Public Treasures
UNH's Very Special Collections

The letter, postmarked 1836, is written on pale, pink paper, nearly translucent with age. Each line of minute script seems impossibly perfect, penned by the steady hand of a Shaker elder. There are other things, too: A trout, every scale depicted in vivid detail. A knife with a musket ball impression in its handle . A toy zebra, its eye catching the light as if winking.

Gathered on a table in Dimond Library's Special Collections, the assemblage is both fascinating and mysterious, a sort of kaleidoscope of history. Each item has its own story to tell about another place, another time. And each one is here, available for study, because someone, at some point, became captivated by these stories--and wanted to share them.

The best way to understand Special Collections, with its more than 100,000 published items and more than 300 manuscript collections, is to visit--in person or online. Those who do, for research or purely out of curiosity, can touch the past. Students open medieval chant books, observe the texture and gleam of magnificent Scheier pottery, read letters written by Civil War soldiers under fire. "It's not just information they are getting," says Bill Ross, director of Special Collections. "It's a process they are experiencing."

In this sense, Special Collections is a gathering place full of shared stories and intersecting lives. The words of Robert Frost, the sound of Duke Ellington, the music of Amy Cheney Beach--they are all here, alive still. The donors themselves are the "hosts," introducing scholars of today to people of the past. Here in the hush of a sunlit room, acquaintances are made, ideas are discovered. New stories begin.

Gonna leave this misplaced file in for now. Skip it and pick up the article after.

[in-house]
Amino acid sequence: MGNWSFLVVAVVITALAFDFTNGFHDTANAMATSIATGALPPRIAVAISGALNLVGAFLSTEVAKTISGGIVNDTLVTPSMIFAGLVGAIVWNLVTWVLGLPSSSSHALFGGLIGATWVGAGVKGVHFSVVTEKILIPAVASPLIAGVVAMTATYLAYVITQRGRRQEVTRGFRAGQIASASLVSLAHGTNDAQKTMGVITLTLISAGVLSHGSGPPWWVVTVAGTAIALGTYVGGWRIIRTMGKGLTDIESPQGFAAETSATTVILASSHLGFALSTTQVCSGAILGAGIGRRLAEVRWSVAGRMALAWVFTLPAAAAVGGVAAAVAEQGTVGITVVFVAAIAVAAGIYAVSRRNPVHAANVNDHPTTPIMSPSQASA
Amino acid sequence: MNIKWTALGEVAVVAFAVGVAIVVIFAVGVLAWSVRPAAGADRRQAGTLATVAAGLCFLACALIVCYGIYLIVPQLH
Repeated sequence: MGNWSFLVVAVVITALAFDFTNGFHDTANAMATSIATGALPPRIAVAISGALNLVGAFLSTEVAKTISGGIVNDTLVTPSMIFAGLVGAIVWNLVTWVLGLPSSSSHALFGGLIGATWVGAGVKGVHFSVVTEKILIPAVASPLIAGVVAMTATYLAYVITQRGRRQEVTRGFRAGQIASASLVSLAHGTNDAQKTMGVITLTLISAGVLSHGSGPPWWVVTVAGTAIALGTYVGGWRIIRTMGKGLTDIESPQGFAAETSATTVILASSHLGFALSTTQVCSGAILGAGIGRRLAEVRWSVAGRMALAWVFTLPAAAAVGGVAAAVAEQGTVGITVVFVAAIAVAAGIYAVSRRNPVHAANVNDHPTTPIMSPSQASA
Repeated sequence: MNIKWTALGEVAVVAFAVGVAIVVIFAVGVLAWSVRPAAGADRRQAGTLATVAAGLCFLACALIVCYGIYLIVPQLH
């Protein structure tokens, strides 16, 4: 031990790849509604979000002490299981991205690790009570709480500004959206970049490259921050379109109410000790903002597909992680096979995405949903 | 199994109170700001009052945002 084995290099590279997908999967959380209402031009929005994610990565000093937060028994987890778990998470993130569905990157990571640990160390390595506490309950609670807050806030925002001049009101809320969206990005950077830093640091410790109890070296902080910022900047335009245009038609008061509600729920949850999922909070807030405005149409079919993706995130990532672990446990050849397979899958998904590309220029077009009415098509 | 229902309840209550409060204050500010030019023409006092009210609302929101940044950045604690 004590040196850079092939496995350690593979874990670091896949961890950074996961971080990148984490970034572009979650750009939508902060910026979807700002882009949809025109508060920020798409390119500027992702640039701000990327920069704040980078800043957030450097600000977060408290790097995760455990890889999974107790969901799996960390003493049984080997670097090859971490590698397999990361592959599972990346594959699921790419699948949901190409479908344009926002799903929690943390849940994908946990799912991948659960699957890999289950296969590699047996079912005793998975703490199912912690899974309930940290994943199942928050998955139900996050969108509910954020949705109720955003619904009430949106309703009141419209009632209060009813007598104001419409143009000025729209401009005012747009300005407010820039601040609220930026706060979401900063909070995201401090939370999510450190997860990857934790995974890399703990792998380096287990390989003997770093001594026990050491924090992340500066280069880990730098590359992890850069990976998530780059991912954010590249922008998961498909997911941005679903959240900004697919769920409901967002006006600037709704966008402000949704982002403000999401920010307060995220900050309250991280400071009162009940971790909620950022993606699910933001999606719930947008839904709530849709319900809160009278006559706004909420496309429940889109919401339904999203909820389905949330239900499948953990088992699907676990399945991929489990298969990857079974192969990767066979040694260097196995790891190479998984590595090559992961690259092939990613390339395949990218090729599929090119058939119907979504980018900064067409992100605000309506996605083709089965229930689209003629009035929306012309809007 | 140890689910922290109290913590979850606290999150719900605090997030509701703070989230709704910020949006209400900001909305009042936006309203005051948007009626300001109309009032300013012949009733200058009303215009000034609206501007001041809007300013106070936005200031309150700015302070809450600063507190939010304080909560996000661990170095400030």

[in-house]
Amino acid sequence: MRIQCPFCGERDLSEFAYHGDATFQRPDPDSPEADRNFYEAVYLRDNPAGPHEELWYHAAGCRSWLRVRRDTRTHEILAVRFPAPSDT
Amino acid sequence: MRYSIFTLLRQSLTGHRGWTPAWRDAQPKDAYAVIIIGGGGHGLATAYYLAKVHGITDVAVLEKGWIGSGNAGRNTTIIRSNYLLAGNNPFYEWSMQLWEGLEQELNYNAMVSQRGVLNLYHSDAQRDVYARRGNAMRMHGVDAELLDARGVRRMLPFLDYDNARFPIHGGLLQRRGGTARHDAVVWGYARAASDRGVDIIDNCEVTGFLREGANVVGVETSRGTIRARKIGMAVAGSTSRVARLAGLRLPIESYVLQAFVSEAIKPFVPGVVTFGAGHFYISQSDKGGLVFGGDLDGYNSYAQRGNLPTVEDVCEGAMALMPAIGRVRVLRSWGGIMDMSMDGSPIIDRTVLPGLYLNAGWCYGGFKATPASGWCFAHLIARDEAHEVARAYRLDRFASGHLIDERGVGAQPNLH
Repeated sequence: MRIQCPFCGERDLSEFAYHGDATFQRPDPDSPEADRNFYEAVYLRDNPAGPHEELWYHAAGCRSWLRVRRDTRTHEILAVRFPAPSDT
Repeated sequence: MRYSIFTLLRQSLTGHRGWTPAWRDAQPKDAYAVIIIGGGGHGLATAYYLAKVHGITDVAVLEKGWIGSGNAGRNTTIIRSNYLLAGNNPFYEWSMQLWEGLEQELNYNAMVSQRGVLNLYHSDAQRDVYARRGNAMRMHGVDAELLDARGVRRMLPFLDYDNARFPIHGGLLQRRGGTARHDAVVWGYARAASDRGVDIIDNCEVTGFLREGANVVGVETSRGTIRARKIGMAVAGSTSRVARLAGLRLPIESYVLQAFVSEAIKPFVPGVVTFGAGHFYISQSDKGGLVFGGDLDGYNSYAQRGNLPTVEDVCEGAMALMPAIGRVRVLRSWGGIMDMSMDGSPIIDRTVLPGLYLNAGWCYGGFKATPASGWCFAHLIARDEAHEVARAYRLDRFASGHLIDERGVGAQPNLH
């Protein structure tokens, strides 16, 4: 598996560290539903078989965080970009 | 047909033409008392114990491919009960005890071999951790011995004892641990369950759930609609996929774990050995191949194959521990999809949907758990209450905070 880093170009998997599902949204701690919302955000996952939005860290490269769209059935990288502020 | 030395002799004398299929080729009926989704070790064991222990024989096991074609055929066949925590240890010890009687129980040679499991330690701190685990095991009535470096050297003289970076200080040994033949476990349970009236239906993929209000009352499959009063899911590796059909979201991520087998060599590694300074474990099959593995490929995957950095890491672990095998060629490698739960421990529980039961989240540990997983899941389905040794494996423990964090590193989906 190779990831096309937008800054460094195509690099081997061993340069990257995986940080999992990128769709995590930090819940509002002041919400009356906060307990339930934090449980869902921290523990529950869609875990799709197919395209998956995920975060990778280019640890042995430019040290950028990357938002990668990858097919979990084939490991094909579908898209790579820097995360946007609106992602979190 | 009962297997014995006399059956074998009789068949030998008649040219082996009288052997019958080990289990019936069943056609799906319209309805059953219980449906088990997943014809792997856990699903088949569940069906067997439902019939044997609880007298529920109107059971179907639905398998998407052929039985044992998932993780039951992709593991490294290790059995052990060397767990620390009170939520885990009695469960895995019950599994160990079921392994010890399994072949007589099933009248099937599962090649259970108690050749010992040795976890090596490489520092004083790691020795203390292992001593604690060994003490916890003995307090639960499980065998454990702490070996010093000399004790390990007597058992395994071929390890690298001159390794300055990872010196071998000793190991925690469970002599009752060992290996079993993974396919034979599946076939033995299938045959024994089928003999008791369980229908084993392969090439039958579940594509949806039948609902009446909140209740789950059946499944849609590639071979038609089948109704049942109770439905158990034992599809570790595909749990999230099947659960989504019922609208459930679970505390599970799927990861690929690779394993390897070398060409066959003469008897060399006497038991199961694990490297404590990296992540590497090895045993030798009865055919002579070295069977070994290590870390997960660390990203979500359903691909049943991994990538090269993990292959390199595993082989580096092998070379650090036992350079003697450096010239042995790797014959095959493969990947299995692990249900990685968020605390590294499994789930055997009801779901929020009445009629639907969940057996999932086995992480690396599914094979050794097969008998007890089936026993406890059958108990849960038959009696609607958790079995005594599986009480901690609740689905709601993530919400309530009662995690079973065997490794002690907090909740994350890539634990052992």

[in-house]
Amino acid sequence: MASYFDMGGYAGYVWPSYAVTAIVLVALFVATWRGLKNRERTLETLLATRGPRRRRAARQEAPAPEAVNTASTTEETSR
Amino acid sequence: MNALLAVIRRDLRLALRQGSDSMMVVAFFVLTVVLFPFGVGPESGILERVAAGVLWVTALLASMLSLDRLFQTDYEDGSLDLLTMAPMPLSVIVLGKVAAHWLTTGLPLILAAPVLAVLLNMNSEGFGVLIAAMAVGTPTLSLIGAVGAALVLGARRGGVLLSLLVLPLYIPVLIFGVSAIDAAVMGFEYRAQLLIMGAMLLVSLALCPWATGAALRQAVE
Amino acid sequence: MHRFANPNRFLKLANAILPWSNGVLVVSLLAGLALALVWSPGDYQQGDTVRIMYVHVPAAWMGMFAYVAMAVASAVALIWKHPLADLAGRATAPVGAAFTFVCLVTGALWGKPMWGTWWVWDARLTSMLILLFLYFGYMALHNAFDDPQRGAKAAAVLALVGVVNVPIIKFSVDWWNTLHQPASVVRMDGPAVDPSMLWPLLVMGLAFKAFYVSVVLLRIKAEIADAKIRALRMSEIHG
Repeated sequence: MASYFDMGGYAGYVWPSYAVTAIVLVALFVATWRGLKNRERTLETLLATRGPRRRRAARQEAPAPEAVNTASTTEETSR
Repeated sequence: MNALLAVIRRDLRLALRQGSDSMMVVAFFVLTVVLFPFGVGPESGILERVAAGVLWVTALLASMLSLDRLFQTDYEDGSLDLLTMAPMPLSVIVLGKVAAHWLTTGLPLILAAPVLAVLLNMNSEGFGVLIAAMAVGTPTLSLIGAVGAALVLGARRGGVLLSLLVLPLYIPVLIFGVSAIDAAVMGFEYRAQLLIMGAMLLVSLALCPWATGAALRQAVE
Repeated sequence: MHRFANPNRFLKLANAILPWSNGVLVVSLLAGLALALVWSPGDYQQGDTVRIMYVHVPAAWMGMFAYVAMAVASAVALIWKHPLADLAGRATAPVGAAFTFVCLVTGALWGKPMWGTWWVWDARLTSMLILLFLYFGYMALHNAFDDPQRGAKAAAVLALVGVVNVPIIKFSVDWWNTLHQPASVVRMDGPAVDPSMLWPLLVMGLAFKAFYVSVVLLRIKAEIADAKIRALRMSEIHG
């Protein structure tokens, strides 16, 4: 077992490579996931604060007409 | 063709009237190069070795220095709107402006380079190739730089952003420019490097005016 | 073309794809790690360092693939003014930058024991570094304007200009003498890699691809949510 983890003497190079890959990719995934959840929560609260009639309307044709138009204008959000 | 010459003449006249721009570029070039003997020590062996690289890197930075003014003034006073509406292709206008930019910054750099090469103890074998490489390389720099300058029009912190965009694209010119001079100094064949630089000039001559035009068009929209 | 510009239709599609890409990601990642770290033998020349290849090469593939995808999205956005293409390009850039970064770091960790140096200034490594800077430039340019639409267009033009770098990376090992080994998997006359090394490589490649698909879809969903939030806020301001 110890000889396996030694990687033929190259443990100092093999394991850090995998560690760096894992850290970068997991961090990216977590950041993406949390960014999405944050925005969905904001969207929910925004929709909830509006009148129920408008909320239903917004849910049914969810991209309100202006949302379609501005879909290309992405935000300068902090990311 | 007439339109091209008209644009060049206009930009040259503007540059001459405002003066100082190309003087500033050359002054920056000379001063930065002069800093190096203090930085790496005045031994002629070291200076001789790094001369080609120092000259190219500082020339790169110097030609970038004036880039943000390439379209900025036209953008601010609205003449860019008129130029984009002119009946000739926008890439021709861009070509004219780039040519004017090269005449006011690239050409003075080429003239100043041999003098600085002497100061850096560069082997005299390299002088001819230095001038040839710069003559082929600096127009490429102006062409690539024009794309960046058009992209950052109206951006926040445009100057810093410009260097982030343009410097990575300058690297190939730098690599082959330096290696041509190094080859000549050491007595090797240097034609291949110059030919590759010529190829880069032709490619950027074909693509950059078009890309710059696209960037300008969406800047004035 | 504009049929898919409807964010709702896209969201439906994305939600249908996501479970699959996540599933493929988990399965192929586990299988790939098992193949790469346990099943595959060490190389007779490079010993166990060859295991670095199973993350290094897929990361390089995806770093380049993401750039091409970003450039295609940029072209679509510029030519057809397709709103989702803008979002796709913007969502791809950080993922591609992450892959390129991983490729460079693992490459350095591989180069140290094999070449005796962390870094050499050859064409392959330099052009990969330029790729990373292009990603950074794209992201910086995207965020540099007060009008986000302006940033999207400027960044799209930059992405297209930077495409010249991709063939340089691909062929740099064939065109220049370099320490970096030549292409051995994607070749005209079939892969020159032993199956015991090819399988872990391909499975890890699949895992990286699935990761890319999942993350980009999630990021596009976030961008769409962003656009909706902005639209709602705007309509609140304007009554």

The Margaret Carson Hubbard Collection

Photos of or by Margaret Carson Hubbard: at left, in a passport photo with sons Davy and Joe. Her collection, like much of UNH's Special Collections, can be searched online at http://www.izaak.unh.edu/.

It was October of 1922 when Margaret Carson Hubbard arrived in Tara Siding, northern Rhodesia, a village she described as the "merest speck" on the vast African veld. She and her husband, Wynant, had come to collect big game for American zoos. Two days after settling into a mud hut, Carson Hubbard gave birth to their second child, Joe, while one-year-old Davy slept nearby. And so began her sojourn in the wilds of Africa.

For the next several years, while her husband disappeared into the bush for three months at a time, Carson Hubbard stayed home, caring for her babies--and a growing menagerie of wild animals, from lions to wart hogs. Before long, she was managing a staff of 250 Africans who were needed to attend to the 600 beasts.

Later, in articles she wrote for national magazines, Carson Hubbard recounted tales of her adventures: Davy napping with a pet leopard; run-ins with boomslangs, one of Africa's deadliest snakes; making cream puffs from buffalo fat and guinea-fowl eggs. In Vassar's alumni magazine, she told of handing her children off to Tickie, her "nurseboy," grabbing a rifle, and running off to shoot a lion. She was back in time to tuck the boys in bed.

After the war, she was appointed as the U.S. State Department's American vice consul in Johannesburg, a title that was actually a cover for a secret mission: her real job was to spy on surviving Nazis.

Decades later, when UNH's Doug Wheeler met Carson Hubbard, she was an elderly woman, living in Exeter, N.H. But her memories of Africa remained vivid, and he invited her to speak to his African history classes during the 1970s. "She was intelligent, hardy and tough," says Wheeler of Carson Hubbard, who died in 1989. " She was one of the most famous American experts on Africa who wasn't an academic."

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